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In Iraq, Obama Pushes For Political Progress


U.S. President Barack Obama greets troops during a visit to Camp Victory, just outside Baghdad, on April 7.

U.S. President Barack Obama greets troops during a visit to Camp Victory, just outside Baghdad, on April 7.

BAGHDAD, April 7 (Reuters) - U.S. President Barack Obama has pushed Iraq's feuding factions to compromise during a surprise visit to that country, sounding a note of impatience as he said Iraqis should take responsibility for their country so U.S. troops could leave.

Obama flew to Baghdad to meet U.S. military commanders and Iraqi leaders and assess security there first-hand after announcing a strategy to wind down the unpopular six-year war by withdrawing all U.S. combat troops by the end of August 2010 and the rest of U.S. troops by the end of 2011.

"It is time for us to transition to the Iraqis. They need to take responsibility for their country...in order to do that they need to make political accommodations," Obama told some 1,500 troops at a base outside Baghdad.

His visit to Baghdad was shrouded in the security-conscious secrecy that marked similar trips by his predecessor George W. Bush, whose foreign policy legacy was defined by the unpopular war that he launched in 2003 to topple Saddam Hussein.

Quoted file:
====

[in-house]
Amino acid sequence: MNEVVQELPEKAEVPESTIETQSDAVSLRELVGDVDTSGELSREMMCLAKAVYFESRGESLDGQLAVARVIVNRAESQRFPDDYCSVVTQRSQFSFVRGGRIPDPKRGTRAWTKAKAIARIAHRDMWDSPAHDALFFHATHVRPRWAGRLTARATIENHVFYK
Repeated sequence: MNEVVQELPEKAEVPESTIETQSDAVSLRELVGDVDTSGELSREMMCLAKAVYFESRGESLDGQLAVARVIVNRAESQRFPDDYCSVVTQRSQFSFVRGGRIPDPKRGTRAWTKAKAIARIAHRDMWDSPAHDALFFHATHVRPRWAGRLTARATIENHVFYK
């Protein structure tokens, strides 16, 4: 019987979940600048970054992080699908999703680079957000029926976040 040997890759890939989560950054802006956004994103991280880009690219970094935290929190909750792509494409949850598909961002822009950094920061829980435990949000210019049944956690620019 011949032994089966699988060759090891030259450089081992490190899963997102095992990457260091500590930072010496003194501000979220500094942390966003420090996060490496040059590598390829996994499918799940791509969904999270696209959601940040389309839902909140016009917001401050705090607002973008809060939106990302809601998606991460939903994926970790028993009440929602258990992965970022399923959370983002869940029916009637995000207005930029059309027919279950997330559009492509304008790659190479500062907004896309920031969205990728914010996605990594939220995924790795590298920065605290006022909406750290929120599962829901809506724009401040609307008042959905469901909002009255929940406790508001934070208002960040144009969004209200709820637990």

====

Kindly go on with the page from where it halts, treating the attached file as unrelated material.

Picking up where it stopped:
In a meeting with Iraqi Prime Minister Nuri al-Maliki, Obama acknowledged there had been political reforms but said more work was needed. Obama said after his talks with Maliki that there had been enormous progress on security and he was sticking with his plan to withdraw all U.S. troops by 2011.

He told reporters it was "absolutely critical for all Iraqis to be adequately integrated into the government and security forces, adding he wanted to work with Maliki in a "spirit of partnership."

Obama departed Iraq for Washington to wrap up an eight-day tour that took him through Britain, Germany, France, the Czech Republic, and Turkey before the unannounced Iraqi visit.

Iraq experts fear that if steps are not taken to resolve disputes between Sunni and Shi'ite Arab and Kurdish political blocs, recent security gains, partly won by a U.S. troop build-up in the last two years, could unravel, plunging Iraq back into violence.

Obama's visit was not publicized beforehand and was made known only after Air Force One, flying from Istanbul at the end of Obama's first major international tour, had touched down at Baghdad International Airport.

His arrival came a day after a string of seemingly coordinated bombings across the Iraqi capital killed 37 people. On April 7, a car bomb killed nine people and wounded 20 in the Shi'ite Kadhimiya district of northwest Baghdad, police said.

Under Obama's new Iraq war strategy, announced in February, the roughly 140,000 U.S. troops now in Iraq will be drawn down to between 35,000 and 50,000 -- a number that anti-war critics consider too high -- by the end of August 2010. The mission of those left will be redefined mostly to help train Iraqi forces. But they too must leave by the end of 2011.